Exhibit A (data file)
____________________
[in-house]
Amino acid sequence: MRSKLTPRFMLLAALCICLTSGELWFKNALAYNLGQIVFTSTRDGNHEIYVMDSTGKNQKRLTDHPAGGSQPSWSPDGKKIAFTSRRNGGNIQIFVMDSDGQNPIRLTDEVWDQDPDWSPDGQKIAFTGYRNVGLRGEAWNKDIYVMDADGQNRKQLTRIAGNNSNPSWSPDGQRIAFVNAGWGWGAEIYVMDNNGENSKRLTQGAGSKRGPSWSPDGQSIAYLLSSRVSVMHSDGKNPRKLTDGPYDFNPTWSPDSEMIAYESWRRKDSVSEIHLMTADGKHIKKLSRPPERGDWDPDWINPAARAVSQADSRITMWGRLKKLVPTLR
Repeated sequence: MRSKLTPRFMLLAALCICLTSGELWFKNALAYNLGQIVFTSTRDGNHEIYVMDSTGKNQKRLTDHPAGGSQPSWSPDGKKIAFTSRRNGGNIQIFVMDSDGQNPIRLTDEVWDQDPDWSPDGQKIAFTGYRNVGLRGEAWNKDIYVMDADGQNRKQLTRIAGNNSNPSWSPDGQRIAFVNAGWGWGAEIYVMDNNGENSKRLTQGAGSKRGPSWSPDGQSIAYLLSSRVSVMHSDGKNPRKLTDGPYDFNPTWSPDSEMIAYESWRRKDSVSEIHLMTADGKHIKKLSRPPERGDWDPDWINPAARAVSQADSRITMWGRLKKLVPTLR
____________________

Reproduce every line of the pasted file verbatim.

[in-house]
Amino acid sequence: MRSKLTPRFMLLAALCICLTSGELWFKNALAYNLGQIVFTSTRDGNHEIYVMDSTGKNQKRLTDHPAGGSQPSWSPDGKKIAFTSRRNGGNIQIFVMDSDGQNPIRLTDEVWDQDPDWSPDGQKIAFTGYRNVGLRGEAWNKDIYVMDADGQNRKQLTRIAGNNSNPSWSPDGQRIAFVNAGWGWGAEIYVMDNNGENSKRLTQGAGSKRGPSWSPDGQSIAYLLSSRVSVMHSDGKNPRKLTDGPYDFNPTWSPDSEMIAYESWRRKDSVSEIHLMTADGKHIKKLSRPPERGDWDPDWINPAARAVSQADSRITMWGRLKKLVPTLR
Repeated sequence: MRSKLTPRFMLLAALCICLTSGELWFKNALAYNLGQIVFTSTRDGNHEIYVMDSTGKNQKRLTDHPAGGSQPSWSPDGKKIAFTSRRNGGNIQIFVMDSDGQNPIRLTDEVWDQDPDWSPDGQKIAFTGYRNVGLRGEAWNKDIYVMDADGQNRKQLTRIAGNNSNPSWSPDGQRIAFVNAGWGWGAEIYVMDNNGENSKRLTQGAGSKRGPSWSPDGQSIAYLLSSRVSVMHSDGKNPRKLTDGPYDFNPTWSPDSEMIAYESWRRKDSVSEIHLMTADGKHIKKLSRPPERGDWDPDWINPAARAVSQADSRITMWGRLKKLVPTLR